Appellant challenges the finding that he validly waived his Miranda rights on essentially two grounds. First, he argues that because he has a limited knowledge of English, he could not validly waive his rights because they were not explained to him in Apache. Second, appellant notes that he is only seventeen years old and claims that the district court "failed to scrutinize a confession, by a juvenile, with special care." A review of the record, however, reveals substantial evidence supporting the district court's determination that appellant understood and validly waived his Miranda rights.
It is clear from the record that appellant does have some difficulty with English. He testified that he neither reads nor writes English, he occasionally spoke Apache with his mother and Lt. Stevens during the questioning to clarify some items, and he was assisted in his testimony at trial by an interpreter. On the other hand, he admitted that he studied English through the seventh grade and that he answered Agent Bedford's questions in English.
Most importantly, after Bedford explained each of his rights to him in English, appellant stated that he understood his rights. Bedford testified that "I asked him if he understood [his rights], if he understood all of the wording, and he stated that he did. He didn't have any questions. I also made sure that his mother understood what his rights were. And I explained to both of them and asked them if they understood. And they stated that they did." At no time did appellant indicate that he did not understand his rights.
Despite the language difficulties encountered by appellant, the evidence seems to indicate that he understood his rights and voluntarily, knowingly, and intelligently waived them. See Martinez, 588 F.2d at 1234-35;2 see also Gonzales, 749 F.2d at 1336 ("The court and jury also heard ample testimony concerning both [the agent's] Spanish ability and [the Spanish-speaking defendant's] English ability, and that evidence would support a determination that the two understood each other.").3
Appellant's second contention, that the district court failed to scrutinize the issue of waiver with "special care because of [appellant's] age," is without merit. Although age is a factor in determining whether there has been a valid waiver of Miranda rights, the totality of the circumstances test is equally applicable to juveniles and adults. Fare, 442 U.S. at 725-27, 99 S.Ct. at 2571-73. The Court in Fare noted:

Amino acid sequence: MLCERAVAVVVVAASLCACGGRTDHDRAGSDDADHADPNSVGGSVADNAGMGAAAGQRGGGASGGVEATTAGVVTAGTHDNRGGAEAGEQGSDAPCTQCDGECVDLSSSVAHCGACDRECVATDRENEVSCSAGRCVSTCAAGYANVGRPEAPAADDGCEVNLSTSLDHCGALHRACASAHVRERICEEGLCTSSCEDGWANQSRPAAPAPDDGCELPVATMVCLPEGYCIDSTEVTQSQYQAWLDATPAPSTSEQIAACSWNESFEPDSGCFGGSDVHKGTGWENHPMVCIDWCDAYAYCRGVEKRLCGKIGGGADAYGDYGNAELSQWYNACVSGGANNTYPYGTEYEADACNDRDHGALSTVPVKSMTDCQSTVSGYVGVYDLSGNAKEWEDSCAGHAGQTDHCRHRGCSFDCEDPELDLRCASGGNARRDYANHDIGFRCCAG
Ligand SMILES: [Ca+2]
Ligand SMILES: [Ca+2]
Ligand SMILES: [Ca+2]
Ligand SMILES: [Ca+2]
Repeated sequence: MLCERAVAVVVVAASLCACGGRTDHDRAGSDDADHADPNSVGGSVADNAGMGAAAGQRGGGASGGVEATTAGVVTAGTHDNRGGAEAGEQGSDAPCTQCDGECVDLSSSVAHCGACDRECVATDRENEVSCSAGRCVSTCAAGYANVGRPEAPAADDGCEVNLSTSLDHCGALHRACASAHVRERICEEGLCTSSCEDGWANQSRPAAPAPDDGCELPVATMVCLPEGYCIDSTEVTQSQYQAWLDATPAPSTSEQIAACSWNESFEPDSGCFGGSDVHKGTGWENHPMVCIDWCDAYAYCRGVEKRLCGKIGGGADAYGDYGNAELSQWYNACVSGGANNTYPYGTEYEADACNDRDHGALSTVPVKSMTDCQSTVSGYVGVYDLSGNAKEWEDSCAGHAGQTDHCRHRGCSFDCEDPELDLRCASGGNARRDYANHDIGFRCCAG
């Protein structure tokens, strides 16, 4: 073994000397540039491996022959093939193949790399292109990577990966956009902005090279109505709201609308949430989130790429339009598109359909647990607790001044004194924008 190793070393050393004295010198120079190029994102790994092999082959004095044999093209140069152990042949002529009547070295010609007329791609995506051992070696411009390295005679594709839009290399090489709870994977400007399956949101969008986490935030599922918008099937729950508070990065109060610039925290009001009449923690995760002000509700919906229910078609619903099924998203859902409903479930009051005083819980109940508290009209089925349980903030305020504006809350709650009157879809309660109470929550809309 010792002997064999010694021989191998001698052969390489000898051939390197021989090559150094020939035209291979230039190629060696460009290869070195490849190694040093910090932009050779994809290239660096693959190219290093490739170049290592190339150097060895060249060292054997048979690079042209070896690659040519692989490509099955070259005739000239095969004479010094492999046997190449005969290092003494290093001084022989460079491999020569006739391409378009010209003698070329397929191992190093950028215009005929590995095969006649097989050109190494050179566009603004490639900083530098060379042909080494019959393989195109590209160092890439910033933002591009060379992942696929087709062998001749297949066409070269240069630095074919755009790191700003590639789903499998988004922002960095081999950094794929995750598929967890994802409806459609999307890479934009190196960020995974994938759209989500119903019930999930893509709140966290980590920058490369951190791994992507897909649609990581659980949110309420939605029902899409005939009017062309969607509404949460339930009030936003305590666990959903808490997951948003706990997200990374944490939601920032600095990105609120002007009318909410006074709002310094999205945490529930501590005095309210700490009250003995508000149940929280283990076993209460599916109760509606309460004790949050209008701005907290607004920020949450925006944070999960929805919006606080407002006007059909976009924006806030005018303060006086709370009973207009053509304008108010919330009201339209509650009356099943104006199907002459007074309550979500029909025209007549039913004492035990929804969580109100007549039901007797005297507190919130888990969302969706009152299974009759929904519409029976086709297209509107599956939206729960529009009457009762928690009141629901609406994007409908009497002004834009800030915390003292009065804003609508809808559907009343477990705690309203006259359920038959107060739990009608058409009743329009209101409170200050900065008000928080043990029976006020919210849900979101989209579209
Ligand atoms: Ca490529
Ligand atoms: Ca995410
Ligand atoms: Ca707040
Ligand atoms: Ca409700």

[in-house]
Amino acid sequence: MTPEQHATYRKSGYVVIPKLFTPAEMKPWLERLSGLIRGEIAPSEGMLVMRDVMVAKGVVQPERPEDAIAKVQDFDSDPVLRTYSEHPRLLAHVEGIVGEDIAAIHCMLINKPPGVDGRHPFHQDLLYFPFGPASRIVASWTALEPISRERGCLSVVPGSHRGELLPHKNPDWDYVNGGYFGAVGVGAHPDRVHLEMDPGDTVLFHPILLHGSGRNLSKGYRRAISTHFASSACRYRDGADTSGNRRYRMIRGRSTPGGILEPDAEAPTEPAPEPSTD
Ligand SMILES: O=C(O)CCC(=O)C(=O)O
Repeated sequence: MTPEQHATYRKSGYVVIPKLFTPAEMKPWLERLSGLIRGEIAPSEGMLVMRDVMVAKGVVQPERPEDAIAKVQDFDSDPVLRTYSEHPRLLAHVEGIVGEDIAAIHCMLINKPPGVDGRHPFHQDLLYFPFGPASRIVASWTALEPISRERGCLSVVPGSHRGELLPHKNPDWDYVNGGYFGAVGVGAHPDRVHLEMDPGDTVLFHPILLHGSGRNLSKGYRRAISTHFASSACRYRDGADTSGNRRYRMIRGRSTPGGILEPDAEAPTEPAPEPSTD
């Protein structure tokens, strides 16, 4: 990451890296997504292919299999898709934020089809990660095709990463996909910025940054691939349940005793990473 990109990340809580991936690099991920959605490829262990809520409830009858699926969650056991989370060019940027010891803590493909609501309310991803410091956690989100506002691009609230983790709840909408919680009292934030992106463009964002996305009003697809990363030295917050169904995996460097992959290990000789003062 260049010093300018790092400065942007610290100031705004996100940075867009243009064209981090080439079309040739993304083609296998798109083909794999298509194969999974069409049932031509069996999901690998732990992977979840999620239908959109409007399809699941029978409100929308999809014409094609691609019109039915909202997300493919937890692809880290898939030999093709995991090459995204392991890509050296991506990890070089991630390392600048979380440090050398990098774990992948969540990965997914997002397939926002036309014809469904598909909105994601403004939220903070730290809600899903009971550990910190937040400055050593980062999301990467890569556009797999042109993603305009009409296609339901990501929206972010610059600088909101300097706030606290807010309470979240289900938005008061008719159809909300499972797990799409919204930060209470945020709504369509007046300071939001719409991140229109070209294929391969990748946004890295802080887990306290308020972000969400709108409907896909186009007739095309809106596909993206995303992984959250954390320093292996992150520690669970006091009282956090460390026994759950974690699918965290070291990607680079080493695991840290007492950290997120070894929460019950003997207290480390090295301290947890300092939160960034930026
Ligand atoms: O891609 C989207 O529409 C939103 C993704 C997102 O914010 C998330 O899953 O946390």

The totality-of-the-circumstances approach is adequate to determine whether there has been a waiver even where interrogation of juveniles is involved. We discern no persuasive reasons why any other approach is required where the question is whether a juvenile has waived his rights, as opposed to whether an adult has done so. The totality approach permits--indeed, it mandates--inquiry into all the circumstances surrounding the interrogation.
Id. at 725, 99 S.Ct. at 2572. The record in this case does not indicate that appellant's age negated the district court's finding that he validly waived his Miranda rights. See Fare, 442 U.S. at 726-27, 99 S.Ct. at 2572 (valid waiver by sixteen year-old juvenile); Doe, 787 F.2d at 129 (valid waiver by juvenile); United States v. Palmer, 604 F.2d 64, 67 (10th Cir.1979) (valid waiver by seventeen year-old).
In sum, the evidence tends to indicate that appellant made a voluntary, knowing, and intelligent waiver of his Miranda rights. At appellant's request, and in the presence of his mother, Agent Bedford read his rights to him and explained each right to him individually. After he was explained each of his rights, appellant stated that he understood that right. He answered Agent Bedford's questions in English and at no time indicated that he did not understand what was being said to him. Finally, appellant signed a written waiver of his Miranda rights.4 Accordingly, the district court's finding that appellant voluntarily, knowingly, and intelligently waived his Miranda rights is not clearly erroneous. See Doe, 787 F.2d at 1293 ("At the time appellant5 was first questioned, he was in the eleventh grade, had a good command of the English language and was able to converse coherently and rationally with [an FBI agent]. There is no indication that he was too upset or of insufficient intelligence and maturity to understand the rights he was waiving or the consequences of his waiver.").
B. Admission of Medical Records
1. Standard of Review
We review a district court's decision to admit evidence for an abuse of discretion. See United States v. Ordonez, 737 F.2d 793, 811 (9th Cir.1984).
2. Hearsay and the Confrontation Clause